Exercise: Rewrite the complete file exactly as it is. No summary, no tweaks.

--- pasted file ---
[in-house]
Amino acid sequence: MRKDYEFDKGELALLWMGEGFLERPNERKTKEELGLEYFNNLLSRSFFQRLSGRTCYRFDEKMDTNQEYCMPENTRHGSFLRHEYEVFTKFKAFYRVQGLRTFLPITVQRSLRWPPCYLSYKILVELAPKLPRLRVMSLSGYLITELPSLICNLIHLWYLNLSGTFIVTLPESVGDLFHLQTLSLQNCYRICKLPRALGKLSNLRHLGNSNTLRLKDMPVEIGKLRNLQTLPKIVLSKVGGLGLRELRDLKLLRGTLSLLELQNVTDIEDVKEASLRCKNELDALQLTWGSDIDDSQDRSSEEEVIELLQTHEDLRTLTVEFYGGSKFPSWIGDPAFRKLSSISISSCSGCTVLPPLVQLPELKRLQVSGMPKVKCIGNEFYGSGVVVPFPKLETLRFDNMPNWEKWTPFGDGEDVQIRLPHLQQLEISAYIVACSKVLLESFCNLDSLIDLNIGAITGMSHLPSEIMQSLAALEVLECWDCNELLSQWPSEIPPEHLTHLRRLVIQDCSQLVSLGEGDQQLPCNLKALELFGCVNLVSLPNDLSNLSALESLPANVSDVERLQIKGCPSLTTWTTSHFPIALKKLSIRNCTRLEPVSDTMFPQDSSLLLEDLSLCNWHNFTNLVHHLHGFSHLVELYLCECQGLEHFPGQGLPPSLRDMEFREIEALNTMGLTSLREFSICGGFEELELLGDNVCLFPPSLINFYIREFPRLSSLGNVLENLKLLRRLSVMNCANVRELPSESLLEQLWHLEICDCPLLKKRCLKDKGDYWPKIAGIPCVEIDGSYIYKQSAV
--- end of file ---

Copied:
[in-house]
Amino acid sequence: MRKDYEFDKGELALLWMGEGFLERPNERKTKEELGLEYFNNLLSRSFFQRLSGRTCYRFDEKMDTNQEYCMPENTRHGSFLRHEYEVFTKFKAFYRVQGLRTFLPITVQRSLRWPPCYLSYKILVELAPKLPRLRVMSLSGYLITELPSLICNLIHLWYLNLSGTFIVTLPESVGDLFHLQTLSLQNCYRICKLPRALGKLSNLRHLGNSNTLRLKDMPVEIGKLRNLQTLPKIVLSKVGGLGLRELRDLKLLRGTLSLLELQNVTDIEDVKEASLRCKNELDALQLTWGSDIDDSQDRSSEEEVIELLQTHEDLRTLTVEFYGGSKFPSWIGDPAFRKLSSISISSCSGCTVLPPLVQLPELKRLQVSGMPKVKCIGNEFYGSGVVVPFPKLETLRFDNMPNWEKWTPFGDGEDVQIRLPHLQQLEISAYIVACSKVLLESFCNLDSLIDLNIGAITGMSHLPSEIMQSLAALEVLECWDCNELLSQWPSEIPPEHLTHLRRLVIQDCSQLVSLGEGDQQLPCNLKALELFGCVNLVSLPNDLSNLSALESLPANVSDVERLQIKGCPSLTTWTTSHFPIALKKLSIRNCTRLEPVSDTMFPQDSSLLLEDLSLCNWHNFTNLVHHLHGFSHLVELYLCECQGLEHFPGQGLPPSLRDMEFREIEALNTMGLTSLREFSICGGFEELELLGDNVCLFPPSLINFYIREFPRLSSLGNVLENLKLLRRLSVMNCANVRELPSESLLEQLWHLEICDCPLLKKRCLKDKGDYWPKIAGIPCVEIDGSYIYKQSAV